Lutheran preaching in the early age of Orthodoxy was extremely diverse. Although German universities like Helmstedt and Wittenberg prepared pastors for the pulpit in similar ways using standard homiletic and biblical materials rooted in the teachings of Luther, Melanchthon, and other influential Lutheran theologians, the specific circumstances of individual parishes, towns, and courts-not to mention the unique interests, talents, and dispositions of the Lutheran clergymen themselves-created a variety of approaches to preaching, and the rich assortment of surviving sermons and related materials shows the vitality of this genre even as it defies easy categorization. The formal study of popular preaching in the late Reformation and Lutheran Orthodoxy is in its infancy and has not been approached comprehensively, although valuable treatments are now available.1 From the point of view of social historians and historical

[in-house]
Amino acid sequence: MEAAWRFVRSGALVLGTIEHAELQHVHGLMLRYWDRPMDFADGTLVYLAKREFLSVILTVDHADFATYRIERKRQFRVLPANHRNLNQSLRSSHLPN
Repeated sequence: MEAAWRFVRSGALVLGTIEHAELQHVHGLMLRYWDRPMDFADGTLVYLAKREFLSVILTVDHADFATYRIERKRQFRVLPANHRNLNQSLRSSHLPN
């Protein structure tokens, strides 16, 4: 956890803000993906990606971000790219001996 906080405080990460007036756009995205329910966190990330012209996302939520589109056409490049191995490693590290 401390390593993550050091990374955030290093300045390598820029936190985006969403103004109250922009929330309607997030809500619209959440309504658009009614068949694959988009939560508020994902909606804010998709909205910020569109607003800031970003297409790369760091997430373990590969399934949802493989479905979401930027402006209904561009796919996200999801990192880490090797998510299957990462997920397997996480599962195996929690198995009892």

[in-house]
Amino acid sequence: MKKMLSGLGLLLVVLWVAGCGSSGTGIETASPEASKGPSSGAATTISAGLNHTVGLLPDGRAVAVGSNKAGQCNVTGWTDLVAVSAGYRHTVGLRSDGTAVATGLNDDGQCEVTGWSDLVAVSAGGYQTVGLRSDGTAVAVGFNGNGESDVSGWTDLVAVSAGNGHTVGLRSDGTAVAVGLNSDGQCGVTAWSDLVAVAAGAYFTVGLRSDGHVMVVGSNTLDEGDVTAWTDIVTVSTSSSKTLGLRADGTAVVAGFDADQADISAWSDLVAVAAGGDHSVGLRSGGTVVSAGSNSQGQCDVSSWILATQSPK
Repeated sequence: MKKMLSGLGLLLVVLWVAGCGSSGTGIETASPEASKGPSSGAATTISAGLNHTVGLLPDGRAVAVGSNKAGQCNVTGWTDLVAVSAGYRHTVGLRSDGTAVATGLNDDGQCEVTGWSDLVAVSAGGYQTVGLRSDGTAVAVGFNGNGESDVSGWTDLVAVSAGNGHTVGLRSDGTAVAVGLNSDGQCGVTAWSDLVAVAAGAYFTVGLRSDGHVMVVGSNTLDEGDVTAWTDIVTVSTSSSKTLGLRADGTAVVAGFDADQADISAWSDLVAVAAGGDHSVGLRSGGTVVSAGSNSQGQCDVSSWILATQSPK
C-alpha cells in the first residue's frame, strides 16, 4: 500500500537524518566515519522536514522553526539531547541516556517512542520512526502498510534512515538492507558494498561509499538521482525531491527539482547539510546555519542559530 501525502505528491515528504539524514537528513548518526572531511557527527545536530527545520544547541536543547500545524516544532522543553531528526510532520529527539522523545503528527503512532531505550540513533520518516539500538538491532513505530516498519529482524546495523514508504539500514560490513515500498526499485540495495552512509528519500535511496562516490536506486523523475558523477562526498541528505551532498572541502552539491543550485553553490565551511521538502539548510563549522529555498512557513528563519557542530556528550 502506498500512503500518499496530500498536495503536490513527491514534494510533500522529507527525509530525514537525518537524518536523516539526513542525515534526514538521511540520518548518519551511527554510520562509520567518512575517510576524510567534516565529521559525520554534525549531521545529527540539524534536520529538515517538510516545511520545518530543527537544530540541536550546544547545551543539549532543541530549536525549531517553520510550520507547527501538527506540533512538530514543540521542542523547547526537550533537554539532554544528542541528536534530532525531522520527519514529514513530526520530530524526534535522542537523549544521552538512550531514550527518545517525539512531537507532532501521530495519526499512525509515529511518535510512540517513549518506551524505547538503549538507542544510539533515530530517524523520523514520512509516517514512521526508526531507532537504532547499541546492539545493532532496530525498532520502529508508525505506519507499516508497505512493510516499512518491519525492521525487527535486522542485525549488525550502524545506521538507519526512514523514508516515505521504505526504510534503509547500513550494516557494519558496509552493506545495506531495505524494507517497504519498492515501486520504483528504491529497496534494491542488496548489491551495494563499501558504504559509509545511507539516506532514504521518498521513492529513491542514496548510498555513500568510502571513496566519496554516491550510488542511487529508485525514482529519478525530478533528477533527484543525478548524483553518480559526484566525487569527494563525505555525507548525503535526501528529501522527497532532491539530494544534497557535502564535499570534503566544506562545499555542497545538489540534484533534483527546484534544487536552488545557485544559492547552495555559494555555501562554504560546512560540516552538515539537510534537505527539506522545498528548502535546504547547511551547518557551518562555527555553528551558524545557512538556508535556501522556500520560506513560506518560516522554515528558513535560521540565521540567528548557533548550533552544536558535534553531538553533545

theologians, preaching in this time of transition and experimentation is a topic of significant interest because it allows the scholar to investigate how the theologies and agendas of Lutheran pastors, professors, and superintendents interacted in substantive ways with everyday people in villages, towns, and cities. As Robert Scribner has famously noted, religious reform was first and foremost a powerful preaching revival, and the sermon holds pride of place as the major formal means of communication between pastors and the people.2